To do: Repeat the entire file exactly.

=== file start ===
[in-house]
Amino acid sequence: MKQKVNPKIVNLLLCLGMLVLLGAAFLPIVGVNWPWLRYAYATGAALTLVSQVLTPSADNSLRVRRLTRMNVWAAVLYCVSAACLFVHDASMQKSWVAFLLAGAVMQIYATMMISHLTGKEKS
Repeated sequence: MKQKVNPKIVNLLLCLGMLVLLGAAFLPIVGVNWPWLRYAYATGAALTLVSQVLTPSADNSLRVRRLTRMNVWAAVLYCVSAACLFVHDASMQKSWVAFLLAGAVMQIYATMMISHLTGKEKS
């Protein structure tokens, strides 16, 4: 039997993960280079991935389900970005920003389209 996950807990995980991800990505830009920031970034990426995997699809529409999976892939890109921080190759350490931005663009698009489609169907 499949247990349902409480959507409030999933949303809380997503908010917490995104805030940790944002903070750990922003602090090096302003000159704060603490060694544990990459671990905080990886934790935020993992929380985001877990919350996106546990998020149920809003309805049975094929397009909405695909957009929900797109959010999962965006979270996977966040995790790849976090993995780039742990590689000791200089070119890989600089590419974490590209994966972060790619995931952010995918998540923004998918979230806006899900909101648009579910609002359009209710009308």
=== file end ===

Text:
[in-house]
Amino acid sequence: MKQKVNPKIVNLLLCLGMLVLLGAAFLPIVGVNWPWLRYAYATGAALTLVSQVLTPSADNSLRVRRLTRMNVWAAVLYCVSAACLFVHDASMQKSWVAFLLAGAVMQIYATMMISHLTGKEKS
Repeated sequence: MKQKVNPKIVNLLLCLGMLVLLGAAFLPIVGVNWPWLRYAYATGAALTLVSQVLTPSADNSLRVRRLTRMNVWAAVLYCVSAACLFVHDASMQKSWVAFLLAGAVMQIYATMMISHLTGKEKS
């Protein structure tokens, strides 16, 4: 039997993960280079991935389900970005920003389209 996950807990995980991800990505830009920031970034990426995997699809529409999976892939890109921080190759350490931005663009698009489609169907 499949247990349902409480959507409030999933949303809380997503908010917490995104805030940790944002903070750990922003602090090096302003000159704060603490060694544990990459671990905080990886934790935020993992929380985001877990919350996106546990998020149920809003309805049975094929397009909405695909957009929900797109959010999962965006979270996977966040995790790849976090993995780039742990590689000791200089070119890989600089590419974490590209994966972060790619995931952010995918998540923004998918979230806006899900909101648009579910609002359009209710009308």